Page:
By Anupam Dabral
Looking for an exquisite Banarasi creation for the upcoming festive season? These designers create stunning masterpieces that take craftsmanship to the next level.
Known for its interesting renditions of traditional Banarasi weaves, Ekaya’s mission is to reshape the cottage industry in Banaras and convert them into high functioning ateliers, focused on creating the finest quality handwoven designs. The label does not just focus on employing a number of weavers in Varanasi.
With its collaborations with the likes of Abraham & Thakore, Play Clan and Archana Rao, Ekaya has created timeless pieces that have been celebrated over the years. One of its biggest collaborations came in 2018 when the label joined hands with Fédération Française de la Création Couture Sur Measure (also known as C’Couture) and created wedding couture gowns (lead image and below).
For Aanchal and Akshita Sagar, their label Ohfab came as an opportunity to get closer to their roots. While both of them were studying and working abroad, an impromptu trip to Varanasi exposed them to the sorry state of the industry. Passion and patriotism led to the launch of Ohfab. Besides reviving the age-old Banarasi techniques, they are also concentrating on creating lighter pieces infused with a modern colour palette. Their latest offering draws a bridge between tradition and modernity fusing old-school Banarasis with Bengal’s dhakkai jamdani, and saris with classic Banarasi borders.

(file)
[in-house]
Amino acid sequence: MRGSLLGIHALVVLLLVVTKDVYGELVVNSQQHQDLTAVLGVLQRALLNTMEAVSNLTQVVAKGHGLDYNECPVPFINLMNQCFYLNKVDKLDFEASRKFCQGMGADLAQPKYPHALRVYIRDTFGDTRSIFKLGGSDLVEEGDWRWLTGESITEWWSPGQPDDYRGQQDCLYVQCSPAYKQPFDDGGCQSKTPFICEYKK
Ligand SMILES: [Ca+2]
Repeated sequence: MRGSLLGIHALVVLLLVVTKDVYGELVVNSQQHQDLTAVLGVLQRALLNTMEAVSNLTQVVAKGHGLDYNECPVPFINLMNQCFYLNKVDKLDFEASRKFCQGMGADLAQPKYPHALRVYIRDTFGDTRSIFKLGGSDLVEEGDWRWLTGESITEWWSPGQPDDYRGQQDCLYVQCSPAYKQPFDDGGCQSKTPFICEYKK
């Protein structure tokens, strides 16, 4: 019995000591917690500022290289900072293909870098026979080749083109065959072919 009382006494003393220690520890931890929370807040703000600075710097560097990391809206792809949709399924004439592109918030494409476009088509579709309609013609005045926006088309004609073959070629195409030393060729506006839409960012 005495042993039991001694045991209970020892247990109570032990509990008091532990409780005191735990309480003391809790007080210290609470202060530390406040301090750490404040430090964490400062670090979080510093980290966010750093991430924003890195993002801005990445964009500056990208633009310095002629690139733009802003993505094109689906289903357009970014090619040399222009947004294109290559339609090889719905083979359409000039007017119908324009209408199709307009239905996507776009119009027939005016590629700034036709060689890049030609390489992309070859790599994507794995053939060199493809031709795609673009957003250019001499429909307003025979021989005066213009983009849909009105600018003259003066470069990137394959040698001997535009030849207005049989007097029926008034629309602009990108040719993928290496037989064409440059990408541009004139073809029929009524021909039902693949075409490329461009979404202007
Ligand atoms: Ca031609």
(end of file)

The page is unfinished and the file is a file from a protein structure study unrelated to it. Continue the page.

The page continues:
Known for her unique cuts, Payal infuses her creations with a refined sense of luxury. Be it an interplay of fabrics or engaging in a striking palette of bright hues, she treats clothes as canvases. Payal’s take on the traditional Banarasi weave can be seen in her waistcoats, tops and jackets. While she appreciates the intricacies involved in the making of this traditional weave, she is also of the opinion that if given a slightly modern context, Banarasi can become the face of modern Indian fashion.
Tilfi the label, which was launched in 2016, boasts of form rooted in traditional India but infused with global motifs and sense of design. Be it their experiments with traditional dyeing techniques in their khadi georgette and spun silk saris or tie-and-dye techniques, shibori and hand-painted patterns, Tilfi is redefining the way consumers think about Banarasi weaves.
First published in the August 2018 issue of eShe magazine